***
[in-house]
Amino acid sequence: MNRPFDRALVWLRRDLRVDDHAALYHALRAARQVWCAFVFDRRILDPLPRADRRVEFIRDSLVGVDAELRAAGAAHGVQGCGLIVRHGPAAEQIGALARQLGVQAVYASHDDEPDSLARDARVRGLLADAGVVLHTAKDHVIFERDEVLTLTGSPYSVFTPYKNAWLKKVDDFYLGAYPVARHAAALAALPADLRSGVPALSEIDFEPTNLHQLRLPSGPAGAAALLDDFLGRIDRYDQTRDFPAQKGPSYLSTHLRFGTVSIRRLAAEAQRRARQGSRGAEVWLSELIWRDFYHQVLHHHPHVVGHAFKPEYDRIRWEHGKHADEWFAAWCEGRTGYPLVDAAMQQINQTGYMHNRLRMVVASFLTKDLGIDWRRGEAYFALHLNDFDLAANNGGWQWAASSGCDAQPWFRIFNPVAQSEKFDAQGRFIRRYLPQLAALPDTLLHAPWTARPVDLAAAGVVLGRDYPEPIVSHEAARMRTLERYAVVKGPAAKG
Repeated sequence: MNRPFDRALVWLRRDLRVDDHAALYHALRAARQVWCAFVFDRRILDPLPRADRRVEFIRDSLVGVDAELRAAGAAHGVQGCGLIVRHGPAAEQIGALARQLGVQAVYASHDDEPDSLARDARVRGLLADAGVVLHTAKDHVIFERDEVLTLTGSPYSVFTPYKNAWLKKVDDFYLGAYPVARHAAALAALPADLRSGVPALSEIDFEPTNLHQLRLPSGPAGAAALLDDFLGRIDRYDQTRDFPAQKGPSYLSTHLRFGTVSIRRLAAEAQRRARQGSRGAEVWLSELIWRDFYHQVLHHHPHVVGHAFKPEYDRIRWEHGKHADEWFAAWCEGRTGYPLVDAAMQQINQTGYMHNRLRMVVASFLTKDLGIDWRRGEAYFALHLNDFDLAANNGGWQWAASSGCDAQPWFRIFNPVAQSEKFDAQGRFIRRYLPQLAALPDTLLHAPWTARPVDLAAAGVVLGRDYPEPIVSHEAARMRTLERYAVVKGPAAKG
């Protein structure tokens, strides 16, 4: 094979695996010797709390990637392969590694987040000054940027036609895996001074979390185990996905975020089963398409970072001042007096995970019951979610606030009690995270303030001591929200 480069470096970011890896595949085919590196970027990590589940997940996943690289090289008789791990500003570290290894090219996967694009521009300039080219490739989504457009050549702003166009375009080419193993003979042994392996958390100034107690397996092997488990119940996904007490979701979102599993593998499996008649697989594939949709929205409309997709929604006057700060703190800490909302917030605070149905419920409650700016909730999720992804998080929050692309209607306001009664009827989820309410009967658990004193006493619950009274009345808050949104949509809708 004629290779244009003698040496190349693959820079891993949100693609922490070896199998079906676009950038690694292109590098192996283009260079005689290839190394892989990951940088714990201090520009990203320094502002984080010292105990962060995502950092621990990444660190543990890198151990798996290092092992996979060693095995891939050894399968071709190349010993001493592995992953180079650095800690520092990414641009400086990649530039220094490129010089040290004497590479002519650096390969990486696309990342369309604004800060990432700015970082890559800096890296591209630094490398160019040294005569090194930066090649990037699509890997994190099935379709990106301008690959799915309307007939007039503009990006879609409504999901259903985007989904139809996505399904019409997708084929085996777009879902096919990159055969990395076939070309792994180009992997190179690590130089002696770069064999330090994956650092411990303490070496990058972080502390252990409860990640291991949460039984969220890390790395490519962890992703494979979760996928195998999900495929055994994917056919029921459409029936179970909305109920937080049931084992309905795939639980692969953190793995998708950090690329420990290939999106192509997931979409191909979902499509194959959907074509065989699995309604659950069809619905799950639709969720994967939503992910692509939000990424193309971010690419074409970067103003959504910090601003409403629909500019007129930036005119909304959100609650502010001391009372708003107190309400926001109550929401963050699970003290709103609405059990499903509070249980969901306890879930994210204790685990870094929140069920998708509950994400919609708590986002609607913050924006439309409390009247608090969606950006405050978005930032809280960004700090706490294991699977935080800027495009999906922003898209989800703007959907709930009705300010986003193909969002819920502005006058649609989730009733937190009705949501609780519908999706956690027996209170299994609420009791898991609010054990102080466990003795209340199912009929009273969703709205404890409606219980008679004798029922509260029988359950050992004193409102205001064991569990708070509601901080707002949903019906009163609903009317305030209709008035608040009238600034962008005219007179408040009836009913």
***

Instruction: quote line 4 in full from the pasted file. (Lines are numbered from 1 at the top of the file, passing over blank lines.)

């Protein structure tokens, strides 16, 4: 094979695996010797709390990637392969590694987040000054940027036609895996001074979390185990996905975020089963398409970072001042007096995970019951979610606030009690995270303030001591929200 480069470096970011890896595949085919590196970027990590589940997940996943690289090289008789791990500003570290290894090219996967694009521009300039080219490739989504457009050549702003166009375009080419193993003979042994392996958390100034107690397996092997488990119940996904007490979701979102599993593998499996008649697989594939949709929205409309997709929604006057700060703190800490909302917030605070149905419920409650700016909730999720992804998080929050692309209607306001009664009827989820309410009967658990004193006493619950009274009345808050949104949509809708 004629290779244009003698040496190349693959820079891993949100693609922490070896199998079906676009950038690694292109590098192996283009260079005689290839190394892989990951940088714990201090520009990203320094502002984080010292105990962060995502950092621990990444660190543990890198151990798996290092092992996979060693095995891939050894399968071709190349010993001493592995992953180079650095800690520092990414641009400086990649530039220094490129010089040290004497590479002519650096390969990486696309990342369309604004800060990432700015970082890559800096890296591209630094490398160019040294005569090194930066090649990037699509890997994190099935379709990106301008690959799915309307007939007039503009990006879609409504999901259903985007989904139809996505399904019409997708084929085996777009879902096919990159055969990395076939070309792994180009992997190179690590130089002696770069064999330090994956650092411990303490070496990058972080502390252990409860990640291991949460039984969220890390790395490519962890992703494979979760996928195998999900495929055994994917056919029921459409029936179970909305109920937080049931084992309905795939639980692969953190793995998708950090690329420990290939999106192509997931979409191909979902499509194959959907074509065989699995309604659950069809619905799950639709969720994967939503992910692509939000990424193309971010690419074409970067103003959504910090601003409403629909500019007129930036005119909304959100609650502010001391009372708003107190309400926001109550929401963050699970003290709103609405059990499903509070249980969901306890879930994210204790685990870094929140069920998708509950994400919609708590986002609607913050924006439309409390009247608090969606950006405050978005930032809280960004700090706490294991699977935080800027495009999906922003898209989800703007959907709930009705300010986003193909969002819920502005006058649609989730009733937190009705949501609780519908999706956690027996209170299994609420009791898991609010054990102080466990003795209340199912009929009273969703709205404890409606219980008679004798029922509260029988359950050992004193409102205001064991569990708070509601901080707002949903019906009163609903009317305030209709008035608040009238600034962008005219007179408040009836009913």